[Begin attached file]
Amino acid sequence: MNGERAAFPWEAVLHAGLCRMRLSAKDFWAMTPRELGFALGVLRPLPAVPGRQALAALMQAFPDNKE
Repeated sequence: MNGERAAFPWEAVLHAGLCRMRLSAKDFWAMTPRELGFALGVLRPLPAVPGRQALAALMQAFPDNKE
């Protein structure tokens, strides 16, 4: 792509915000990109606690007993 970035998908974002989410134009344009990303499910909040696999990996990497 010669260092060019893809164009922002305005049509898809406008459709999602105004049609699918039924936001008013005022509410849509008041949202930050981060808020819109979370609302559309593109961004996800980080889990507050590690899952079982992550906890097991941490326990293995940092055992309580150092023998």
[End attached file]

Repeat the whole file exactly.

Amino acid sequence: MNGERAAFPWEAVLHAGLCRMRLSAKDFWAMTPRELGFALGVLRPLPAVPGRQALAALMQAFPDNKE
Repeated sequence: MNGERAAFPWEAVLHAGLCRMRLSAKDFWAMTPRELGFALGVLRPLPAVPGRQALAALMQAFPDNKE
């Protein structure tokens, strides 16, 4: 792509915000990109606690007993 970035998908974002989410134009344009990303499910909040696999990996990497 010669260092060019893809164009922002305005049509898809406008459709999602105004049609699918039924936001008013005022509410849509008041949202930050981060808020819109979370609302559309593109961004996800980080889990507050590690899952079982992550906890097991941490326990293995940092055992309580150092023998």